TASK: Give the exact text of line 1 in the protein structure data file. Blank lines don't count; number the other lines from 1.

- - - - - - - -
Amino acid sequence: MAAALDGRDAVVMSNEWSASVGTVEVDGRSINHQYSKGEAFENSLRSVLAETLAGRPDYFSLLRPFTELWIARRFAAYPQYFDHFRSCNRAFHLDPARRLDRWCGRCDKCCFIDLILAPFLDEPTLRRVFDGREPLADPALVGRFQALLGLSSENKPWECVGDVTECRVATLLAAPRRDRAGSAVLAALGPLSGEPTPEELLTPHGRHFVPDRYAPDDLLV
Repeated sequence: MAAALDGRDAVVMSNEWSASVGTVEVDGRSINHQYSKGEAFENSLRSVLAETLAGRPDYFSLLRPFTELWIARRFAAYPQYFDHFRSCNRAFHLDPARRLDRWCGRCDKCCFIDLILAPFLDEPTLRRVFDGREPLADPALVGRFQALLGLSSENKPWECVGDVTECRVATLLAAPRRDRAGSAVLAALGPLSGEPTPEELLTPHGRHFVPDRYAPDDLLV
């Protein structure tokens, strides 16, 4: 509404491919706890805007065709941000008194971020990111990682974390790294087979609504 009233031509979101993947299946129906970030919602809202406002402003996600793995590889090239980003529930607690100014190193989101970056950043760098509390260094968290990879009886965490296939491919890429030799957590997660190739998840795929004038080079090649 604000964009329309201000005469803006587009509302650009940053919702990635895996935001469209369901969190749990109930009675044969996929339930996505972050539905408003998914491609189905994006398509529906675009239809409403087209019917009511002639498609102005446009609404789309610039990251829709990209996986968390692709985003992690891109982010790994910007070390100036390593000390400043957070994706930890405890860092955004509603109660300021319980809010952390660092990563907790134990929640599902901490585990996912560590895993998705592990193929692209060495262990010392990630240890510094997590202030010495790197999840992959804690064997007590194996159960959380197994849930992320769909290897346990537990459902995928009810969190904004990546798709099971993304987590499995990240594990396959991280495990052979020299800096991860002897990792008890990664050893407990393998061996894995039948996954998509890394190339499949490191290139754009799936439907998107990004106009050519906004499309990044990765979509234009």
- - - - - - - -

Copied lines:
Amino acid sequence: MAAALDGRDAVVMSNEWSASVGTVEVDGRSINHQYSKGEAFENSLRSVLAETLAGRPDYFSLLRPFTELWIARRFAAYPQYFDHFRSCNRAFHLDPARRLDRWCGRCDKCCFIDLILAPFLDEPTLRRVFDGREPLADPALVGRFQALLGLSSENKPWECVGDVTECRVATLLAAPRRDRAGSAVLAALGPLSGEPTPEELLTPHGRHFVPDRYAPDDLLV